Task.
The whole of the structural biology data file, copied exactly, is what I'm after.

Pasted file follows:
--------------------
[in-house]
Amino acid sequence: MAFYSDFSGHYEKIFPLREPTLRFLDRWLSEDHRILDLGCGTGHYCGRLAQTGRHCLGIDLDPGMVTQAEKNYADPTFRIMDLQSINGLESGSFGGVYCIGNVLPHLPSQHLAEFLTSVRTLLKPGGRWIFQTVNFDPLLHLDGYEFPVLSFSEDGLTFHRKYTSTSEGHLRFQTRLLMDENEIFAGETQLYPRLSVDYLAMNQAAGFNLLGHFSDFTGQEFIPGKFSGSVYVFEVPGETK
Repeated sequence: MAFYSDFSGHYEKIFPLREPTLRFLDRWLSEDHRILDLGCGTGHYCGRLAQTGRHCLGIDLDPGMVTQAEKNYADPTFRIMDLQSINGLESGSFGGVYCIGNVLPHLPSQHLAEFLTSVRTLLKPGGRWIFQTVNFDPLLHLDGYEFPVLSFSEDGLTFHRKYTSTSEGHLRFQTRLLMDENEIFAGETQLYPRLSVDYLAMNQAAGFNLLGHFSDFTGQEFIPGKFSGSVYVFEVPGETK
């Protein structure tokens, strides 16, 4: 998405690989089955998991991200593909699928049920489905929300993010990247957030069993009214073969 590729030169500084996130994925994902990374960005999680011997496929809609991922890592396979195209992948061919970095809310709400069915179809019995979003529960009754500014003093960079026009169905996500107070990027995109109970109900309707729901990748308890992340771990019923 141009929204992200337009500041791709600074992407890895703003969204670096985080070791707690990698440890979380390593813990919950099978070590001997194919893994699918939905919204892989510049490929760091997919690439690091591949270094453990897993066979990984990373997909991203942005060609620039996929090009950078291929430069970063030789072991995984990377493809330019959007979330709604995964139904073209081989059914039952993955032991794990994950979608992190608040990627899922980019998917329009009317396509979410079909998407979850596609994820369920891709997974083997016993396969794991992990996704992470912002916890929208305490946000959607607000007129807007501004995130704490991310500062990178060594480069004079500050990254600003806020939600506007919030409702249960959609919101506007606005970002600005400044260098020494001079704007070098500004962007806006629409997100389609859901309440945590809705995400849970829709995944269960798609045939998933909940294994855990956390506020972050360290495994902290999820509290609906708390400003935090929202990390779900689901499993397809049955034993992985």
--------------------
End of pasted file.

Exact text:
[in-house]
Amino acid sequence: MAFYSDFSGHYEKIFPLREPTLRFLDRWLSEDHRILDLGCGTGHYCGRLAQTGRHCLGIDLDPGMVTQAEKNYADPTFRIMDLQSINGLESGSFGGVYCIGNVLPHLPSQHLAEFLTSVRTLLKPGGRWIFQTVNFDPLLHLDGYEFPVLSFSEDGLTFHRKYTSTSEGHLRFQTRLLMDENEIFAGETQLYPRLSVDYLAMNQAAGFNLLGHFSDFTGQEFIPGKFSGSVYVFEVPGETK
Repeated sequence: MAFYSDFSGHYEKIFPLREPTLRFLDRWLSEDHRILDLGCGTGHYCGRLAQTGRHCLGIDLDPGMVTQAEKNYADPTFRIMDLQSINGLESGSFGGVYCIGNVLPHLPSQHLAEFLTSVRTLLKPGGRWIFQTVNFDPLLHLDGYEFPVLSFSEDGLTFHRKYTSTSEGHLRFQTRLLMDENEIFAGETQLYPRLSVDYLAMNQAAGFNLLGHFSDFTGQEFIPGKFSGSVYVFEVPGETK
């Protein structure tokens, strides 16, 4: 998405690989089955998991991200593909699928049920489905929300993010990247957030069993009214073969 590729030169500084996130994925994902990374960005999680011997496929809609991922890592396979195209992948061919970095809310709400069915179809019995979003529960009754500014003093960079026009169905996500107070990027995109109970109900309707729901990748308890992340771990019923 141009929204992200337009500041791709600074992407890895703003969204670096985080070791707690990698440890979380390593813990919950099978070590001997194919893994699918939905919204892989510049490929760091997919690439690091591949270094453990897993066979990984990373997909991203942005060609620039996929090009950078291929430069970063030789072991995984990377493809330019959007979330709604995964139904073209081989059914039952993955032991794990994950979608992190608040990627899922980019998917329009009317396509979410079909998407979850596609994820369920891709997974083997016993396969794991992990996704992470912002916890929208305490946000959607607000007129807007501004995130704490991310500062990178060594480069004079500050990254600003806020939600506007919030409702249960959609919101506007606005970002600005400044260098020494001079704007070098500004962007806006629409997100389609859901309440945590809705995400849970829709995944269960798609045939998933909940294994855990956390506020972050360290495994902290999820509290609906708390400003935090929202990390779900689901499993397809049955034993992985």